June 5, 04:47 PM GMT
14,000 - 16,000 USD
AN IMPORTANT COLLECTION OF JUDAICA BOOKPLATES, [EUROPE, LAND OF ISRAEL, AND NORTH AMERICA: LATE 19TH-20TH CENTURIES]
429 bookplates (ranging in size from 1 1/4 x 2 1/4 in.; 33 x 55 mm to 9 1/2 x 5 3/4 in.; 242 x 145 mm) on paper; text in English, Hebrew, German, French, Yiddish, Dutch, Danish, Hungarian, and Russian in various scripts (Latin, Modern Hebrew, Paleo-Hebrew, Cyrillic); most in black and white, some printed in color (a few with handwritten inscriptions); featuring a variety of motifs, including coats of arms, Stars of David, portraits of famous Jewish figures (Maimonides and the Gaon of Vilna), synagogue scenes or buildings, ritual objects, landscapes, and, of course, libraries. Most in good condition, some with signs of wear, aging, and water damage; a number bear remnants of the paper pastedowns to which they had previously been glued. Housed in two entirely handmade cobalt blue SAFE brand (“Favorit Skai”) 14-ring albums with a gold trim strip on the front of each, plus one loose set of plastic sheets; each ex libris in its own plastic sleeve and each album in its own matching blue slip case, slightly scuffed.
A substantial selection representing a unique genre within the Jewish book arts.
A bookplate (known in Latin as “ex libris”) is generally a slip of paper on which appears the name of a book collector and which is most often glued to the inside cover of a volume to indicate ownership. Ex libris first came into use prior to the invention of movable type but became much more popular in the fifteenth and sixteenth centuries. The first bookplate to feature Hebrew characters was created before 1504 on behalf of the German Renaissance humanist Willibald Pirckheimer (1470-1530), and probably the first Jewish book collector to commission an ex libris was Isaac Mendes of London in 1746. With the passage of time, and especially starting in the late nineteenth century, more and more Jews and Jewish institutions had bookplates created for their libraries in a variety of sizes, languages, and artistic styles.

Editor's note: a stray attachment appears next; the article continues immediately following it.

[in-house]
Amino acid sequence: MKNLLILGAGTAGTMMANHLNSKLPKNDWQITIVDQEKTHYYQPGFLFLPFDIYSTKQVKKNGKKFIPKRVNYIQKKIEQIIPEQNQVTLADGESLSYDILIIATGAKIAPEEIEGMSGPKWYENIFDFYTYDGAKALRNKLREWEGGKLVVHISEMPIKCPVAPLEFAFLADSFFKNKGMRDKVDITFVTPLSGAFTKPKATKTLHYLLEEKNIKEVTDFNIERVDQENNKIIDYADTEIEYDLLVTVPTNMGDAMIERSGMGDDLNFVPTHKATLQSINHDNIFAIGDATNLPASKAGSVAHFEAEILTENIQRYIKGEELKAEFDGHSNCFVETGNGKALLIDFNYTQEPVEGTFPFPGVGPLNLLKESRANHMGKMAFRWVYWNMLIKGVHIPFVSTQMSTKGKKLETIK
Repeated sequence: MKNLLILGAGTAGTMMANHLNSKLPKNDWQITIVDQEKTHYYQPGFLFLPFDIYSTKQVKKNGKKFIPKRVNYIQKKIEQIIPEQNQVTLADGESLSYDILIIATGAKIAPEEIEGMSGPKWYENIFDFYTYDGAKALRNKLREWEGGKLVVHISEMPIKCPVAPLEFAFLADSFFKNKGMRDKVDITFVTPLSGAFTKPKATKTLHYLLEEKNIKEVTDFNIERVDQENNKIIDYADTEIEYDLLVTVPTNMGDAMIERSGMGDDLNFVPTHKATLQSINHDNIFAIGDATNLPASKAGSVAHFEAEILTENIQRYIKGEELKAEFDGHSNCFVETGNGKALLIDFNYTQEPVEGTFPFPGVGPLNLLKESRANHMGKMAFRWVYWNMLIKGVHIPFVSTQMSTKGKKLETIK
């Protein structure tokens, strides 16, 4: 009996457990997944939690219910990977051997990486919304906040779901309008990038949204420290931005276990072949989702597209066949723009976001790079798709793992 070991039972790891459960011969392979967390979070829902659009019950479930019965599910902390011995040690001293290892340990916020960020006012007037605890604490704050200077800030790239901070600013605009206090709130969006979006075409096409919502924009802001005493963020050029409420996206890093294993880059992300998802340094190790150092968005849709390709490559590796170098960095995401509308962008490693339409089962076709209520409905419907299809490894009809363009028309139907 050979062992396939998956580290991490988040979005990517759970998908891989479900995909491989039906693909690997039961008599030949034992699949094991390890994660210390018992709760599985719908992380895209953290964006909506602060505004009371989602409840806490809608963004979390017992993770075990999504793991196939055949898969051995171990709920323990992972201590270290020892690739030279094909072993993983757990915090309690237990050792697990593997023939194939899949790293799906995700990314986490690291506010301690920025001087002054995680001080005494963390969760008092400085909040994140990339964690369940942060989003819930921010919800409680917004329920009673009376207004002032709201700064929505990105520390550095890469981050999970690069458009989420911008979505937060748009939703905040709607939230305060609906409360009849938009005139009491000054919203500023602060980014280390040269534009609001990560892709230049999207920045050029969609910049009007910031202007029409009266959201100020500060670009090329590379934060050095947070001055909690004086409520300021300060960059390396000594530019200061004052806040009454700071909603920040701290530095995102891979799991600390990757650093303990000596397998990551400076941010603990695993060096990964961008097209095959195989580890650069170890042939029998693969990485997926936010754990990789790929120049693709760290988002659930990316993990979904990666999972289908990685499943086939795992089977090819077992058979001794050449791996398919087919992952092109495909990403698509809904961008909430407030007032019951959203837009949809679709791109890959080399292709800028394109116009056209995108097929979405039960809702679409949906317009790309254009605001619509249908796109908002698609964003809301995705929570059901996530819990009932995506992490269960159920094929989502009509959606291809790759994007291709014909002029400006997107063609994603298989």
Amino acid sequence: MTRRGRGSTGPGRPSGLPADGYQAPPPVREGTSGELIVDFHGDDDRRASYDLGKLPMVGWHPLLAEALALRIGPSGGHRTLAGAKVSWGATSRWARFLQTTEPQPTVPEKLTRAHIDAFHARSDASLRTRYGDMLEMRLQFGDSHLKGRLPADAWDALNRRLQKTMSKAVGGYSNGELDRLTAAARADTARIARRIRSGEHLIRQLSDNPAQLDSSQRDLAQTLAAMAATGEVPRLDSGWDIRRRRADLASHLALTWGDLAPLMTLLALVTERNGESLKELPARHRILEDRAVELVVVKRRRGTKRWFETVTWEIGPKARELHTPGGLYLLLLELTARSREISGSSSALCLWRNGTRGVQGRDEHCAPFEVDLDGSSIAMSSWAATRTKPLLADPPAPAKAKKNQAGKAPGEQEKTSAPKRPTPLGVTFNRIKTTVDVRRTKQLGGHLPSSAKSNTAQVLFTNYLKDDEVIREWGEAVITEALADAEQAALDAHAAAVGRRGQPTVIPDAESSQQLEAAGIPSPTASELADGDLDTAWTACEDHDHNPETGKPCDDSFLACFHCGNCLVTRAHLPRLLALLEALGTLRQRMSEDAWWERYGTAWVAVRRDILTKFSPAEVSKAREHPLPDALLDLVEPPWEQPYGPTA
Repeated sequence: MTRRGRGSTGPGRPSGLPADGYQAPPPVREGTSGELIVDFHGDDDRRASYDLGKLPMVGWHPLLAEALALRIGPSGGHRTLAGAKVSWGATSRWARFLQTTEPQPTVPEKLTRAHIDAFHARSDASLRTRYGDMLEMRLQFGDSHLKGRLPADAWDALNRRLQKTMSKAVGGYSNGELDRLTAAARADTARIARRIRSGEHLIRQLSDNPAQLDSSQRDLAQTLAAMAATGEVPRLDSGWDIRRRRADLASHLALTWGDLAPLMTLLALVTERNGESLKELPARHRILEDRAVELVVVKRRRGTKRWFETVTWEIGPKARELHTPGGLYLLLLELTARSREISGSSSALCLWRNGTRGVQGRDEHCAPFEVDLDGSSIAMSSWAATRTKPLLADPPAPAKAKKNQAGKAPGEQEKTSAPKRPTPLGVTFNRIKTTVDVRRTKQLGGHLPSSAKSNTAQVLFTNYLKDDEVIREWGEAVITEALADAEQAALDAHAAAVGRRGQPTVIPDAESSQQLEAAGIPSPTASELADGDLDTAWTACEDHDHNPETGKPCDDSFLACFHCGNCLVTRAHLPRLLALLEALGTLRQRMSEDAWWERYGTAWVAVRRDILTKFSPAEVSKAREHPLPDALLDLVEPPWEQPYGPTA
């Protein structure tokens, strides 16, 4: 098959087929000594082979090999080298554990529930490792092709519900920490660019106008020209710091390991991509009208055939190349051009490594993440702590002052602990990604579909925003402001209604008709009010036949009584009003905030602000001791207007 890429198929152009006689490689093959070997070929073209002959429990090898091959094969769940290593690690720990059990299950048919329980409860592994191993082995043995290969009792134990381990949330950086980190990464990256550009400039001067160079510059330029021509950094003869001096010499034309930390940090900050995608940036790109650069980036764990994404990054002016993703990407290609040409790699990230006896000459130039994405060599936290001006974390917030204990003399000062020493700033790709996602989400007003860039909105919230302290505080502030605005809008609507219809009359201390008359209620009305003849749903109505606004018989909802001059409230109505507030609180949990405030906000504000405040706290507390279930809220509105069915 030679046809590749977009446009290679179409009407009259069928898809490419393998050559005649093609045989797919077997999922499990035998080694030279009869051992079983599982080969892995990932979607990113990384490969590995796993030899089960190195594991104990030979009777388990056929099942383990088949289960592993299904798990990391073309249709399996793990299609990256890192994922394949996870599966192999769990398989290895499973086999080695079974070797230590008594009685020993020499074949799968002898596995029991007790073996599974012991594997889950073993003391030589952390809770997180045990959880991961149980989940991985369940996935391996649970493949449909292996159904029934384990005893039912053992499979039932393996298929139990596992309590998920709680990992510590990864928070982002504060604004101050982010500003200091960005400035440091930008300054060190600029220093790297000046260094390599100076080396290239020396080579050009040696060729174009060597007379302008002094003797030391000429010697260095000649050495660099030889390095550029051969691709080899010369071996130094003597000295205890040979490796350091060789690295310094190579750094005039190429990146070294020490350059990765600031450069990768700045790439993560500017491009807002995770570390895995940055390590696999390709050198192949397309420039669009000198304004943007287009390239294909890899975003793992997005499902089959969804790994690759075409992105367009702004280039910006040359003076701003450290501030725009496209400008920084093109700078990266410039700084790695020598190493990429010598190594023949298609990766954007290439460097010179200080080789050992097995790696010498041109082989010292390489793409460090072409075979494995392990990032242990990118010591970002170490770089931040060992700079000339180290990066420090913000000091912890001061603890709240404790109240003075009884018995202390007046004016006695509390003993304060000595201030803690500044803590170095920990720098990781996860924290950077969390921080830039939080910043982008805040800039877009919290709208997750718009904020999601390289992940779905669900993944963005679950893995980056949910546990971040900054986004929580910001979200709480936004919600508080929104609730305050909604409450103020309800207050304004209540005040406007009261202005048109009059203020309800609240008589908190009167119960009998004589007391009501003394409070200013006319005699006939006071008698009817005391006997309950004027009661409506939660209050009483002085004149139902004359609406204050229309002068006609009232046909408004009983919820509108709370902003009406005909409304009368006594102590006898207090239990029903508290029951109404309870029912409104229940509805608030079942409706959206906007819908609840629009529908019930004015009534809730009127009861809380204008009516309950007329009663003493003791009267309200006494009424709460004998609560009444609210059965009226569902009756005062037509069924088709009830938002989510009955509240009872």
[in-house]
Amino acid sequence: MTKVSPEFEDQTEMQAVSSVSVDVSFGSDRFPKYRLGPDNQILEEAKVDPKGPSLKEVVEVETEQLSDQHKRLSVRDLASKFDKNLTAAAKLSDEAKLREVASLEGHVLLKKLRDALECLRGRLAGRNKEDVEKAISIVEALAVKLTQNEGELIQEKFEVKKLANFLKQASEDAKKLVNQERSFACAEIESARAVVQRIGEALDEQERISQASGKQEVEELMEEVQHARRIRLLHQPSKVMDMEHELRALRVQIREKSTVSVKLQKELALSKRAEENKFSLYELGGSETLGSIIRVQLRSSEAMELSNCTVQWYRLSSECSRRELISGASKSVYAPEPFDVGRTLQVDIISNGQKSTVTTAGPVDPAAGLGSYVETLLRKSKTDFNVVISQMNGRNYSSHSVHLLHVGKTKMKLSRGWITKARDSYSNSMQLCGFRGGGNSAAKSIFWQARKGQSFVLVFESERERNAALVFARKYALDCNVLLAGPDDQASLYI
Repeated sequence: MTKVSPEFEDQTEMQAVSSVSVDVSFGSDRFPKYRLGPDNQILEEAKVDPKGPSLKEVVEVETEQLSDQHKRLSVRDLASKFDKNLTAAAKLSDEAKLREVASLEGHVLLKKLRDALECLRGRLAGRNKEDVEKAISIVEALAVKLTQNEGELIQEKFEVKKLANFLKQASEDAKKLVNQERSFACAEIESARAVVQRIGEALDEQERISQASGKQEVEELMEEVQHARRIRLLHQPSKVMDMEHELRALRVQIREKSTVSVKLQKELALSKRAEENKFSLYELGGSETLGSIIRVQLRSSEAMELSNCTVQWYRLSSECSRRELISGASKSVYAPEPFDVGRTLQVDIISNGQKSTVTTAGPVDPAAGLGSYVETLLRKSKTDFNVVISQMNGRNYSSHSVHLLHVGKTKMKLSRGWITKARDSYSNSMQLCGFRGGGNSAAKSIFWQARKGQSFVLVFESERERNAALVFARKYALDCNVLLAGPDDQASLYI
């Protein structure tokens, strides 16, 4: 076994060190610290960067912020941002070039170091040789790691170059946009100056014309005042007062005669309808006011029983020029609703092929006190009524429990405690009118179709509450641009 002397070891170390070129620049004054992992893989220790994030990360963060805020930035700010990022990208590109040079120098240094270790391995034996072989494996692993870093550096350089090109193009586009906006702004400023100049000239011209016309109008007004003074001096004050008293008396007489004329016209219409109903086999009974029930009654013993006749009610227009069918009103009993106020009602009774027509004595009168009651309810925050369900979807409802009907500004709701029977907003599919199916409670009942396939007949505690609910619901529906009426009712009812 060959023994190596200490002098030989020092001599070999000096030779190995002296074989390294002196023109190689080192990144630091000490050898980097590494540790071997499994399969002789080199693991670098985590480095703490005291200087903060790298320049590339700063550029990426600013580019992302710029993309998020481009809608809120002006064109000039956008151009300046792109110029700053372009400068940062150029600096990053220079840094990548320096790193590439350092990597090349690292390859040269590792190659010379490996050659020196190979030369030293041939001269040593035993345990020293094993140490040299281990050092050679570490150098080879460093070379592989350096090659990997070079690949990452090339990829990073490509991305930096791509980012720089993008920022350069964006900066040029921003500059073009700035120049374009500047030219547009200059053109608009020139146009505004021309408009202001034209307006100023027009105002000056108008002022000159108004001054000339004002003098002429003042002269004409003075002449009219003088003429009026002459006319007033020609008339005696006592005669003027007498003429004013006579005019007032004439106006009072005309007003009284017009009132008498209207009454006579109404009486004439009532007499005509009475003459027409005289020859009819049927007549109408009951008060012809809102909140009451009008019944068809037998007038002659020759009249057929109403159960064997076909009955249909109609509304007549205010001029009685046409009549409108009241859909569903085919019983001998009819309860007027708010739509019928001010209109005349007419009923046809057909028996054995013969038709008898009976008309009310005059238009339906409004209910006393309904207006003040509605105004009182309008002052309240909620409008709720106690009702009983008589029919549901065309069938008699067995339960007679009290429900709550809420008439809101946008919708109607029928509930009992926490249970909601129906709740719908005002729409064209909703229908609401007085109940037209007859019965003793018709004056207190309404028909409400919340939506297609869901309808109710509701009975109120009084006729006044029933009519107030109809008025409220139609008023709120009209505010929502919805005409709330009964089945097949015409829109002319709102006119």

The present lot comprises a choice collection of international ex libris, including examples designed by such famous artists as Ephraim Moses Lilien (“the father of the Jewish bookplate”), Ilya Schor, Salomon Seelenfreund, Hermann Struck, and Arthur Szyk; and owned by such Jewish luminaries as Marcus Nathan Adler, Simcha Assaf, Yitzhak and Rachel Ben-Zvi, Marco Birnholz, Shneor Zalman Cheshin, Moses A. Dropsie, J.D. Eisenstein, Zidkiyahu Harkabi, Yehuda Leib Maimon, Zvi Scharfstein, Boris Schatz, Shlomo Simonsohn, David de Sola Pool, and Israel M. Ta-Shma. Eleven female collectors (including Leah Goldberg), as well as a large number of significant Jewish libraries and major repositories of Judaica/Hebraica, are represented among a group extending geographically from Eastern Europe to the Land of Israel to Los Angeles.
A list of the bookplates in this collection is available upon request.
Nick Block, “Ex Libris and Exchange: Immigrant Interventions in the German-Jewish Renaissance,” The German Quarterly 86,3 (Summer 2013): 334-353.
Philip Goodman, Illustrated Essays on Jewish Bookplates (New York: Ktav Publishing House, Inc., 1971).
A.M. Habermann, Tavei sefer yehudiyyim (ex-libris) (Safed: The Museum of Printing Art, 1972).
Ruthie Kalman (ed.), Bookplates Exhibition “Ex-Libris”: From the Library Collection (Beersheba: Ben-Gurion University of the Negev, Zalman Aranne Library, 1994).
James P. Keenan, Bookplates: The Art of This Century: An Introduction to Contemporary Marks of Ownership (Laredo, TX: Cambridge Bookplate, 2013), 45-72.
Remo Palmirani (ed.), Gli ex libris del popolo del libro (Soncino: Pro loco Soncino, 1994).
Avrom Weiss (ed.), Katalog le-ta‘arukhat tavei-sefer yehudiyyim (Jerusalem: The Graphic Archive and Museum, 1956).